Congenital heart disease (CHD) occurs in approximately 1% of all live births, and 3% to 8% of these have until now been considered familial cases, defined as the occurrence of two or more affected individuals in a family. The validity of CHD diagnoses in Danish administrative registry data has only been studied previously in highly selected patient populations. These studies identified high positive predictive values (PPVs) and recurrence risk ratios (RRRs—ratio between probabilities of CHD given family history of CHD and no family history). However, the RRR can be distorted if registry data are used indiscriminately. Here, we investigated the consequences of misclassifications for the RRR using validated diagnoses on Danish patients with familial CHD.
Danish citizens are assigned a civil registration number (CPR number) at birth or immigration, which acts as a unique identifier in the Danish registries, thus enabling connection of information from several registries. Utilizing the CPR number, we identified Danish patients with familial CHD and reviewed each patient’s file. We compared diagnoses from the registries with those manually assigned, which enabled calculation of the PPVs of diagnoses in the Danish registries, and from this, we deduced the false discovery rate (FDR). To measure the consequences on the RRR, the FDR was applied to a simulated data set with true RRR values of 2 and 10.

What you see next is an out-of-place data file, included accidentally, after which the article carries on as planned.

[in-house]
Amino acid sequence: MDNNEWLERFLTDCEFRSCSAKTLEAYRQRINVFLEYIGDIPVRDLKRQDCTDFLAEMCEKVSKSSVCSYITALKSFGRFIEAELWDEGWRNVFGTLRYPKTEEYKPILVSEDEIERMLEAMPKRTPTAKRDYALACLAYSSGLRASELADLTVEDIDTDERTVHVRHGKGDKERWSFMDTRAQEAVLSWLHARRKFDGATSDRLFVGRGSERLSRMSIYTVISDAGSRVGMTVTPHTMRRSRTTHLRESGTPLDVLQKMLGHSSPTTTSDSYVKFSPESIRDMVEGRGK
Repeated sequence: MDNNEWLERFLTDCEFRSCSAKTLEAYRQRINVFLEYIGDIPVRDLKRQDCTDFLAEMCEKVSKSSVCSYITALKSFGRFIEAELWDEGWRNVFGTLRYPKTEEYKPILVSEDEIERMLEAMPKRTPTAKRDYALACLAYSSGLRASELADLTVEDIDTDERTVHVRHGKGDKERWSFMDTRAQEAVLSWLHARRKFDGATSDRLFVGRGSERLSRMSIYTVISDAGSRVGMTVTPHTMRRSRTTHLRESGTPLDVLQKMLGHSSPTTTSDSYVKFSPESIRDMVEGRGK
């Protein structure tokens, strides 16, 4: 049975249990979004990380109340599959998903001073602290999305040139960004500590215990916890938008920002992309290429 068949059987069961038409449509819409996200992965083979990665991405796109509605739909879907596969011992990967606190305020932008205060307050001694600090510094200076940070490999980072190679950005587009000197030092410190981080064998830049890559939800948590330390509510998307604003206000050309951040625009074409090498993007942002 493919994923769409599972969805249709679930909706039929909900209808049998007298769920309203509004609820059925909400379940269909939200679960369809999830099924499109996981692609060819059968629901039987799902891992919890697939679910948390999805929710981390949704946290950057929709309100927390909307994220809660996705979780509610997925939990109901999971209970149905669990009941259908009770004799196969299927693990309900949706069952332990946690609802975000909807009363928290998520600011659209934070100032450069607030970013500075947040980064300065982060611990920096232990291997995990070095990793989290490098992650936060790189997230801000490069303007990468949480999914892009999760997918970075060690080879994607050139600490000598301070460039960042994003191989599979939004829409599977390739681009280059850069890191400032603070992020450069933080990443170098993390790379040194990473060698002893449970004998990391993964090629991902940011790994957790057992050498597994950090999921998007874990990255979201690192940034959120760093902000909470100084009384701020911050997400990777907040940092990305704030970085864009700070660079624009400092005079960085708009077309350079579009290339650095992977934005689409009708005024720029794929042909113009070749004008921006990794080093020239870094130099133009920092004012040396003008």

We validated diagnoses of 2,442 patients from 1,593 families. Of these, 874 patients were misclassified corresponding to an FDR of 36%. Applying this FDR on the simulated data sets, we found that the RRR decreased from 2 and 10 to 1.4 and 5.1, respectively. Lastly, we estimated that 11% of all cases with CHD were familial.
We found that approximately one of nine of all cases with CHD are familial, and we also found that 36% of individuals with CHD in administrative medical registries are misclassified, which distort the RRR in simulated scenarios.